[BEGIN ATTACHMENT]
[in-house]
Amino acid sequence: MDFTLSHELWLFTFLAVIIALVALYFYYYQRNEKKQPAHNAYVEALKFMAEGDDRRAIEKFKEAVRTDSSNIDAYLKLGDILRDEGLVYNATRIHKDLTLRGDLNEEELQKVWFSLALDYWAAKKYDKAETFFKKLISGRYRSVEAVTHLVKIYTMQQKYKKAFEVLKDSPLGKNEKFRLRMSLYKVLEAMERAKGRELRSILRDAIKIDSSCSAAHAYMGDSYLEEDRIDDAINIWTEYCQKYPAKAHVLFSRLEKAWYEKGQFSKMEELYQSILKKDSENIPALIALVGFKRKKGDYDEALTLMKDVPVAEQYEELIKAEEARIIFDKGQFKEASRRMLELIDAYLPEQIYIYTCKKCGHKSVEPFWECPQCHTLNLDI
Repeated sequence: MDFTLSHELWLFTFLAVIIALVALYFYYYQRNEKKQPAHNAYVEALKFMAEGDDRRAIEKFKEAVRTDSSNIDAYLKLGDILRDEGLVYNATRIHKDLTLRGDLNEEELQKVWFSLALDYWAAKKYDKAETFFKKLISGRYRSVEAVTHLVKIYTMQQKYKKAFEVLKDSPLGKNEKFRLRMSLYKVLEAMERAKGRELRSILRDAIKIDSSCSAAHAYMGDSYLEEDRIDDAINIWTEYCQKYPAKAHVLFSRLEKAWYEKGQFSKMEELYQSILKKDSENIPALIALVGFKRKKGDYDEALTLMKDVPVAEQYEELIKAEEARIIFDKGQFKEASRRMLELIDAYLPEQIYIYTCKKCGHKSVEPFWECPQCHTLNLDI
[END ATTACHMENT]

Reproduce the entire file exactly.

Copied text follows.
[in-house]
Amino acid sequence: MDFTLSHELWLFTFLAVIIALVALYFYYYQRNEKKQPAHNAYVEALKFMAEGDDRRAIEKFKEAVRTDSSNIDAYLKLGDILRDEGLVYNATRIHKDLTLRGDLNEEELQKVWFSLALDYWAAKKYDKAETFFKKLISGRYRSVEAVTHLVKIYTMQQKYKKAFEVLKDSPLGKNEKFRLRMSLYKVLEAMERAKGRELRSILRDAIKIDSSCSAAHAYMGDSYLEEDRIDDAINIWTEYCQKYPAKAHVLFSRLEKAWYEKGQFSKMEELYQSILKKDSENIPALIALVGFKRKKGDYDEALTLMKDVPVAEQYEELIKAEEARIIFDKGQFKEASRRMLELIDAYLPEQIYIYTCKKCGHKSVEPFWECPQCHTLNLDI
Repeated sequence: MDFTLSHELWLFTFLAVIIALVALYFYYYQRNEKKQPAHNAYVEALKFMAEGDDRRAIEKFKEAVRTDSSNIDAYLKLGDILRDEGLVYNATRIHKDLTLRGDLNEEELQKVWFSLALDYWAAKKYDKAETFFKKLISGRYRSVEAVTHLVKIYTMQQKYKKAFEVLKDSPLGKNEKFRLRMSLYKVLEAMERAKGRELRSILRDAIKIDSSCSAAHAYMGDSYLEEDRIDDAINIWTEYCQKYPAKAHVLFSRLEKAWYEKGQFSKMEELYQSILKKDSENIPALIALVGFKRKKGDYDEALTLMKDVPVAEQYEELIKAEEARIIFDKGQFKEASRRMLELIDAYLPEQIYIYTCKKCGHKSVEPFWECPQCHTLNLDI